Was there sort of an "aha!" moment for you all early on when you were starting to write write music or you've just played together?

MD: I think the first time we played together it was very apparent that it was easy for us to work together. And I think … I don't even think it was a particular moment. I think we wouldn't have continue doing it if it didn't feel that way.

AM: Really LEYA was very easy. We wrote a couple of songs and it felt very natural and we played a couple shows and they were very good. And then very early on, we worked with Pornhub and Brooke Candy and it quickly became a … a much bigger time investment as well.

Have you played much in Florida much before and do you have any expectations particularly?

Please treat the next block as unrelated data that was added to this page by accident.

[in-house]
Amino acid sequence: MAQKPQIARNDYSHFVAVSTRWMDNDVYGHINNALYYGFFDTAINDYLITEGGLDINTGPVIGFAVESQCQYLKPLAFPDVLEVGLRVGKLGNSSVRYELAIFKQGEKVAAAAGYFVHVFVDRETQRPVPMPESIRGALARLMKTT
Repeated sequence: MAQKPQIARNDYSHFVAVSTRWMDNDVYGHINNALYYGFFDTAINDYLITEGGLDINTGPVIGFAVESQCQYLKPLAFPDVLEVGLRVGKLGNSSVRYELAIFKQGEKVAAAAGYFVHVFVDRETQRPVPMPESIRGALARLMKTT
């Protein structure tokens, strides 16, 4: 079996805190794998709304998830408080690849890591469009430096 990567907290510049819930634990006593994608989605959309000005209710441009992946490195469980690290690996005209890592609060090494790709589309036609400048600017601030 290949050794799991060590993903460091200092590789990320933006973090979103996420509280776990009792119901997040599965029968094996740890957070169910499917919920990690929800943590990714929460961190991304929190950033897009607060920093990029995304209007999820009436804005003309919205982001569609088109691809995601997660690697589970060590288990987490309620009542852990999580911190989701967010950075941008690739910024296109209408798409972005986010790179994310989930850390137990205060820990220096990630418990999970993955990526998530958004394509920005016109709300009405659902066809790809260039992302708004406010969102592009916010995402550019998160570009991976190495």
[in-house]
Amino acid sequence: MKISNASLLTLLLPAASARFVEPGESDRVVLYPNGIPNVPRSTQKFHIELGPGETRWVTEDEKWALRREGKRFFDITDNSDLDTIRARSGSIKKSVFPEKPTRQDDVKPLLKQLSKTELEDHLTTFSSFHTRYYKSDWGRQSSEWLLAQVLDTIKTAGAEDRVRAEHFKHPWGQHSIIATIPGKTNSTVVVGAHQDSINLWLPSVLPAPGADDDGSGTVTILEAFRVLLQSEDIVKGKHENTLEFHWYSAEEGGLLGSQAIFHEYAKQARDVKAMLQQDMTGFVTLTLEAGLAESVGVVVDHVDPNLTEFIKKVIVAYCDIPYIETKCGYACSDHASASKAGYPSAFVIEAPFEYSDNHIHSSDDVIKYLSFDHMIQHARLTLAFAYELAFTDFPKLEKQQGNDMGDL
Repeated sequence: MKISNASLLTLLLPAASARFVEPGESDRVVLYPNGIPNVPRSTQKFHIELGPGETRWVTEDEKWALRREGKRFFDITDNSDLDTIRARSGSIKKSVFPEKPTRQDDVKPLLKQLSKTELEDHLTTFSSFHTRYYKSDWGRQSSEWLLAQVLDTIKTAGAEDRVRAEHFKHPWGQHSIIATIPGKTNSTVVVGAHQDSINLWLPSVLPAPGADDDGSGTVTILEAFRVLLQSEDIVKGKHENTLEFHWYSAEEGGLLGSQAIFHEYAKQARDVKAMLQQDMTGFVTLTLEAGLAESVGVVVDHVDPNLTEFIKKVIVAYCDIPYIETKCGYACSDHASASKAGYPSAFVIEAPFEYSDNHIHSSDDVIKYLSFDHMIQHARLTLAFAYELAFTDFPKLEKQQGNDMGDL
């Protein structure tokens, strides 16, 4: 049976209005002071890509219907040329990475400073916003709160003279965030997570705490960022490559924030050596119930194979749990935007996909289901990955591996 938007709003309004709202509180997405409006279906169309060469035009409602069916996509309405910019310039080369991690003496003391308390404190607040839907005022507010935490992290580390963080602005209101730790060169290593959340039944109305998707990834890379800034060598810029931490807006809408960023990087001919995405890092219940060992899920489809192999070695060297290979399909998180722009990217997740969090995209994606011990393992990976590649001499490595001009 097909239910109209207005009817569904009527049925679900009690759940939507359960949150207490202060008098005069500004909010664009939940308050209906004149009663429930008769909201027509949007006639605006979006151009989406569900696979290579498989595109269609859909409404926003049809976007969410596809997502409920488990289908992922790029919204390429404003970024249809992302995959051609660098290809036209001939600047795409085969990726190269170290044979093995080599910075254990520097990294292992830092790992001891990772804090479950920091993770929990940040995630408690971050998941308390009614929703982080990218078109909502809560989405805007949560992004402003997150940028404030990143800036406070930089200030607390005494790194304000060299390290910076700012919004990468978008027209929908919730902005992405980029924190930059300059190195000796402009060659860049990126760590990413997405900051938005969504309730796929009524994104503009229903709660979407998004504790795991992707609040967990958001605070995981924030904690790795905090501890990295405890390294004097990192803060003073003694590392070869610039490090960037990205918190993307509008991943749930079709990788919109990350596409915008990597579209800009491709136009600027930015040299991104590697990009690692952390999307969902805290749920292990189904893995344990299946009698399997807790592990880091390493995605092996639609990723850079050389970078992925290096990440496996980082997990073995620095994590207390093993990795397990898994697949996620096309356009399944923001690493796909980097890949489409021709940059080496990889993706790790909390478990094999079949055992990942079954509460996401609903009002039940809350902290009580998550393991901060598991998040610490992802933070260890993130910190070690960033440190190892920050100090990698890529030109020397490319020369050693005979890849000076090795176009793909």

MD: We love Florida! I'm from Texas, so Texas is my favorite place, but Florida is my second-favorite place. I know Adam loves Florida, but I really love Florida. We have played in Florida many times, and we are most looking forward to the beach — it's already cold in New York! Everyone is just like chill and and it's warm and the vibes are good.

AM: We usually play a lot of shows in Florida on most tours. There's just enough going on for it to happen. Miami is cool, Gainesville has always been very good. We have friends in Orlando that we typically go see and actually  Tonstartssbandht, who I lived with for years, Florida natives, we have a connection to them. And we've toured Florida with them before actually. Florida is one of those places that speaks to both of us. Florida's weird in a really good way for us.